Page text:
Only the portion of the encounter that occurred in the hallway was captured on video from a hallway camera. The entire altercation lasted approximately 30 seconds.
Prior to this incident, M.C. had sustained multiple injuries in an altercation with another student – he had a severely swollen black eye, scratches on his neck and around his face, and scratches on his arms. M.C. reported that the scratches were due to Betts, but the Department’s investigator did not observe any injuries to corroborate that statement.
Shana Purvis-Stoker, another teacher, testified that Betts is “awesome with the kids.” Purvis-Stoker stated that M.C. only appears in class around half of the time, usually arrives late, often puts his head on his desk, and constantly uses inappropriate language. Multiple teachers stated that they overheard M.C. boasting about hitting Betts in the face and getting her fired.
Sonya Russell, a reading teacher, described M.C. as a very disrespectful and volatile student who never cared about school, and was medicated for his problems. She stated that M.C. boasted to her that he had gotten Betts fired but he never spoke about any injuries from the altercation. Russell testified that all teachers are trained to hold or restrain a violent child who approaches them in a violent way.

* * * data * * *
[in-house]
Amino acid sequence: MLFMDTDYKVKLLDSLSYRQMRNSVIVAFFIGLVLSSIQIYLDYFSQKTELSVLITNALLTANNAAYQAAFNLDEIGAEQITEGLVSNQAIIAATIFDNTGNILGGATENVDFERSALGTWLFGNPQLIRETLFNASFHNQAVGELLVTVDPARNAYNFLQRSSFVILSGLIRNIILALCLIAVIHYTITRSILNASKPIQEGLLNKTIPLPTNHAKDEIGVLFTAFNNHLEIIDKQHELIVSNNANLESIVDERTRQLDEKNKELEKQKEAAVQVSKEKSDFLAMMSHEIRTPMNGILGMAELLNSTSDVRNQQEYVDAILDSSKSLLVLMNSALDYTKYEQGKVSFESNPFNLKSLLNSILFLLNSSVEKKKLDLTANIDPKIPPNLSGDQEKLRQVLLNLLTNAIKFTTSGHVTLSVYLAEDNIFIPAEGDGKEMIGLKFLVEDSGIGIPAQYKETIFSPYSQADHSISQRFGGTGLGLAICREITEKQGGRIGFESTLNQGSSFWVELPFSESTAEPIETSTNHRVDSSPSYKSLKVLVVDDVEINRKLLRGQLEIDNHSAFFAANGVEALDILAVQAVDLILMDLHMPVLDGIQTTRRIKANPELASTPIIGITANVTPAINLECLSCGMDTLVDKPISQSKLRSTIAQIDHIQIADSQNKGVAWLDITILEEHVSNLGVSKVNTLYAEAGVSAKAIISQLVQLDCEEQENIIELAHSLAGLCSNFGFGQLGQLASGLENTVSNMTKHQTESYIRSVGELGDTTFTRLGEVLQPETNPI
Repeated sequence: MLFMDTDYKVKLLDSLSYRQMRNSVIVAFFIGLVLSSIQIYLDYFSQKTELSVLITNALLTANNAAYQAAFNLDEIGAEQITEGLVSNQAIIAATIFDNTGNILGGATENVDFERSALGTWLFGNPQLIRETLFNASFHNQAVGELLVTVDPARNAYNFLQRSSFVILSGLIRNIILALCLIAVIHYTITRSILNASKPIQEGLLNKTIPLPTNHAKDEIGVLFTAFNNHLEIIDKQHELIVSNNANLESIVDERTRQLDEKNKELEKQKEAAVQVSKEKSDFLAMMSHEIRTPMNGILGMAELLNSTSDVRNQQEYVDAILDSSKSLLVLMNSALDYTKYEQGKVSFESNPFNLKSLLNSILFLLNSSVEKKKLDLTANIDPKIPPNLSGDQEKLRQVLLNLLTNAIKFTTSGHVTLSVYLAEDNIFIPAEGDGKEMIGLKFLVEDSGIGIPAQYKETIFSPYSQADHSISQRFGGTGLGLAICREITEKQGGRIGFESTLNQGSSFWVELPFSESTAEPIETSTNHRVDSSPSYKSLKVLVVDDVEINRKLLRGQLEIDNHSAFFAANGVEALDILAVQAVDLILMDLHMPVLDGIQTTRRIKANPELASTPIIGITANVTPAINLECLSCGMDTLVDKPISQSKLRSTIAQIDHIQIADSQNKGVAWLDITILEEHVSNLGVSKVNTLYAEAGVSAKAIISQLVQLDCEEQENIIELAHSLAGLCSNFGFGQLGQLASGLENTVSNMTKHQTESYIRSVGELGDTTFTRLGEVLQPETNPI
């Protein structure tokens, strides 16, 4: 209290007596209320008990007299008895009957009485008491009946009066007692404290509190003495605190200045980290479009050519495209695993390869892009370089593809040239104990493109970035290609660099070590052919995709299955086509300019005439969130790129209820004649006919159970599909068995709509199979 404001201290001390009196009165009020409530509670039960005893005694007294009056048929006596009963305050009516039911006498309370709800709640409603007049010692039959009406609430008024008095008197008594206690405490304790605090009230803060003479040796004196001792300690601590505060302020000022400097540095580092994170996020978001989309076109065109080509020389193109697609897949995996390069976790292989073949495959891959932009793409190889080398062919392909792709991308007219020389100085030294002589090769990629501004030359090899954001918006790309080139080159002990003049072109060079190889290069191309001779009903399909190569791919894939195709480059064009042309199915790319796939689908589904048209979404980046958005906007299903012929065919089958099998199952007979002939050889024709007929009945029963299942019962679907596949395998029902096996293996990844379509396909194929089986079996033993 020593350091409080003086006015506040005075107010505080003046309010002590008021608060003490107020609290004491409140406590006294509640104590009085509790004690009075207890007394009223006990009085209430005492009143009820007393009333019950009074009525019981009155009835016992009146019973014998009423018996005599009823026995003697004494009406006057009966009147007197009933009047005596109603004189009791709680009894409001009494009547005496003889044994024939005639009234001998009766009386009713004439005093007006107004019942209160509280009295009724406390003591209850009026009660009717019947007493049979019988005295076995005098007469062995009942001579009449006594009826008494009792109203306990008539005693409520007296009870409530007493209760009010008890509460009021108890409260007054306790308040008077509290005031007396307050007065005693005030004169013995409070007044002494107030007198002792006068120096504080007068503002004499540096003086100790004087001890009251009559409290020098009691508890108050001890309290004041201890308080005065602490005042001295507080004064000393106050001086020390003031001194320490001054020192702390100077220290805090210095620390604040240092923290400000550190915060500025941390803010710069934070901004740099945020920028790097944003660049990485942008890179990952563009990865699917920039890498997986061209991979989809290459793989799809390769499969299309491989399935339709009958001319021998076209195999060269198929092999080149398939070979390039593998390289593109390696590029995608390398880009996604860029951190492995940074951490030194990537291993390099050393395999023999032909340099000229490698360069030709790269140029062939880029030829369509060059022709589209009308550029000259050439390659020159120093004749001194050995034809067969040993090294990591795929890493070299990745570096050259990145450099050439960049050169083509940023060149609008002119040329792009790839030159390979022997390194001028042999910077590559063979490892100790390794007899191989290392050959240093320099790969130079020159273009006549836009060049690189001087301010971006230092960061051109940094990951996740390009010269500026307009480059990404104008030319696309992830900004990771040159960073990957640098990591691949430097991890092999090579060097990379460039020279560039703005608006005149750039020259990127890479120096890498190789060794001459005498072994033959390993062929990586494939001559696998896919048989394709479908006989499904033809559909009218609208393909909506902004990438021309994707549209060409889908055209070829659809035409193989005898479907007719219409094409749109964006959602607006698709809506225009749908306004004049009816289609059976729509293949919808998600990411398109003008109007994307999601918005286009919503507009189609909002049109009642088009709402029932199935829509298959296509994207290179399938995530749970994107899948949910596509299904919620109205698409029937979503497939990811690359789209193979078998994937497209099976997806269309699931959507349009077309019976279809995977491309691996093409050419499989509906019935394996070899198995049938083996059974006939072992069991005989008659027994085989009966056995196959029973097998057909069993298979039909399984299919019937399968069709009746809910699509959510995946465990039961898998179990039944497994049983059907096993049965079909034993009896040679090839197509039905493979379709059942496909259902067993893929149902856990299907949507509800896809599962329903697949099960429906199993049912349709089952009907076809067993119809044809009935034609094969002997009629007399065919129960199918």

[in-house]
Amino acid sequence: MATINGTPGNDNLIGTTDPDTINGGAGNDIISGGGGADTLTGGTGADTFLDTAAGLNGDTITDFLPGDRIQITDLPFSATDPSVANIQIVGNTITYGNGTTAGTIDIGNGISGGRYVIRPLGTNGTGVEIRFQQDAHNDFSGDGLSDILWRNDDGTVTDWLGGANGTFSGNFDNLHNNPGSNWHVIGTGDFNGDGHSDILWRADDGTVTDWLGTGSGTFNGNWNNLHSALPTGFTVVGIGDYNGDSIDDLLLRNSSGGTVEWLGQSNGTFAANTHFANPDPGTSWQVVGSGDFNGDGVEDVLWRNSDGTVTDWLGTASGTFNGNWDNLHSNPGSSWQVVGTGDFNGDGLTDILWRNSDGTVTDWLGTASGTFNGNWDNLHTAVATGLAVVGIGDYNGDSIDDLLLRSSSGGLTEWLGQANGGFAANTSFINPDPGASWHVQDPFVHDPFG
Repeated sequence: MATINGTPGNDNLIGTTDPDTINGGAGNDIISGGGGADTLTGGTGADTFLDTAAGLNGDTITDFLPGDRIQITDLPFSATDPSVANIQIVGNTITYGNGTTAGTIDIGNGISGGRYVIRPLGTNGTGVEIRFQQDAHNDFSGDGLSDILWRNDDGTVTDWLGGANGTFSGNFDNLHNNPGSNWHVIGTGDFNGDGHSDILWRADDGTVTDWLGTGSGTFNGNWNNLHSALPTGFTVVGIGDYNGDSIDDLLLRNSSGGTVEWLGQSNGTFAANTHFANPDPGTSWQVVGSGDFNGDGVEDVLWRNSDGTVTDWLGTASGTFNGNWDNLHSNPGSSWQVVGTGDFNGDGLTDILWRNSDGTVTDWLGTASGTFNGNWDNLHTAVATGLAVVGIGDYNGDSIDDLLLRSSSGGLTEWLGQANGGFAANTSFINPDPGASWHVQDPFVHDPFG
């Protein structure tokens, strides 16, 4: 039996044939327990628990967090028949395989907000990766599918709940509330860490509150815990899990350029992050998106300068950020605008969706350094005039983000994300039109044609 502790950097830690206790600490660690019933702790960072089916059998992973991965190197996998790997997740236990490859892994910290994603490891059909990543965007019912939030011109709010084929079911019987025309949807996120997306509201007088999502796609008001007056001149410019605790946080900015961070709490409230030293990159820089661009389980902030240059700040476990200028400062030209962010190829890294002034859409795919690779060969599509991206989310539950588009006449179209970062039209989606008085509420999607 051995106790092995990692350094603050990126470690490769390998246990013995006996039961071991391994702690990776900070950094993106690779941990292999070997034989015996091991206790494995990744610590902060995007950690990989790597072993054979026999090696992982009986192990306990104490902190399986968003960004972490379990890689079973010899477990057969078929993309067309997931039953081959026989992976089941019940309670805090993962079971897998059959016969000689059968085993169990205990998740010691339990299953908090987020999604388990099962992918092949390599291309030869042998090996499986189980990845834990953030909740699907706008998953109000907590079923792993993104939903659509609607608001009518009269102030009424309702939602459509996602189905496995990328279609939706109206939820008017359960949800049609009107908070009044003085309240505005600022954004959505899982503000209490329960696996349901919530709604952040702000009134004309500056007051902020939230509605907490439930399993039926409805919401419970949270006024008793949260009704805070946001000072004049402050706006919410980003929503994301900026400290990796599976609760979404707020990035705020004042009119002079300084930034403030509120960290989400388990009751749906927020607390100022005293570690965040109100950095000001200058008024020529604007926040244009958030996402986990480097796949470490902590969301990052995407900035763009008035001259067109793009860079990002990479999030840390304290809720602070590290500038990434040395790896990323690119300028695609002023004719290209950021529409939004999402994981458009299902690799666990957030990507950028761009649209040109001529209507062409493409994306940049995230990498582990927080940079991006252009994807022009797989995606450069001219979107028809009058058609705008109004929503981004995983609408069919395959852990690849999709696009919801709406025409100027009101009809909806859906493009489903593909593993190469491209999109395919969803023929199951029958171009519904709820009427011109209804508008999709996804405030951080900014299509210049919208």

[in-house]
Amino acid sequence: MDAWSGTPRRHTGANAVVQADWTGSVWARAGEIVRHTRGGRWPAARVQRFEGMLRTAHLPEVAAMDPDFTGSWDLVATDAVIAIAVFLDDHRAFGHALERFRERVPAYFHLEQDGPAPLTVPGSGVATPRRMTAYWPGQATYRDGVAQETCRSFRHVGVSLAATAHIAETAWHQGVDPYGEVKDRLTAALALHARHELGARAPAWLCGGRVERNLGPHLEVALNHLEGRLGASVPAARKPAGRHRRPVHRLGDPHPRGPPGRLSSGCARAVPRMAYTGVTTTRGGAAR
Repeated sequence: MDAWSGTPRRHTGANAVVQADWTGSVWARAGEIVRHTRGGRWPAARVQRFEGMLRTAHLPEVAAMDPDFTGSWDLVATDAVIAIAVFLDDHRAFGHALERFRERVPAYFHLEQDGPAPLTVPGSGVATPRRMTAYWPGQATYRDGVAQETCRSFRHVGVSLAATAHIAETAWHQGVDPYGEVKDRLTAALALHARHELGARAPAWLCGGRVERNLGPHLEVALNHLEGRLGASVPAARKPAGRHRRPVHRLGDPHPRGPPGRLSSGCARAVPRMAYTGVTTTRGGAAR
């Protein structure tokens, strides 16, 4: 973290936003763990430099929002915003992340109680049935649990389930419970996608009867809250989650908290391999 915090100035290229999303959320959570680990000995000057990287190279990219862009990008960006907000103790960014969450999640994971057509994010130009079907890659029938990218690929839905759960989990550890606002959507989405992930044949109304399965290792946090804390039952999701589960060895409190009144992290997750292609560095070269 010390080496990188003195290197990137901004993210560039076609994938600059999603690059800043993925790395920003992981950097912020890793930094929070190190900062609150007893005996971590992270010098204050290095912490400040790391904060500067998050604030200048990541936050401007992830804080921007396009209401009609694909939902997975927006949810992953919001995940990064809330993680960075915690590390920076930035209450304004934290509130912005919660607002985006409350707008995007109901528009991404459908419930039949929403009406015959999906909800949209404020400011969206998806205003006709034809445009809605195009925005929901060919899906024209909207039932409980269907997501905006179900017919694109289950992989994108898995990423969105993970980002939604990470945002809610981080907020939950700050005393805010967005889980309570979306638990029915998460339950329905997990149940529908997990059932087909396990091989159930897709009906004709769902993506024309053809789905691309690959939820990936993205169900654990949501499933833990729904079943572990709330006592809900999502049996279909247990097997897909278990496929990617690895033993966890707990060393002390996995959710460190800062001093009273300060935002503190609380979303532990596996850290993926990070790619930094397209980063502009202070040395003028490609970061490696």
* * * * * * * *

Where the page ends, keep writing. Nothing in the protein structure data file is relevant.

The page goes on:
Following the initial investigation, the Department concluded that Betts had committed level three abuse and engaged in willful misconduct, demonstrated by the scratches on M.C.’s body and the video footage of the encounter. The investigator never reviewed M.C.’s disciplinary record, which contained five different disciplinary actions between September 2014 and March 2015, or the medical reports stemming from M.C.’s fight with the other student.
Betts appealed the Department’s finding, first to an administrative hearing officer and then to the circuit court. The circuit court concluded that, because Betts had never made a verbal or spoken threat, the “threaten” clause in Code § 63.2-100 did not apply. The Commonwealth appealed.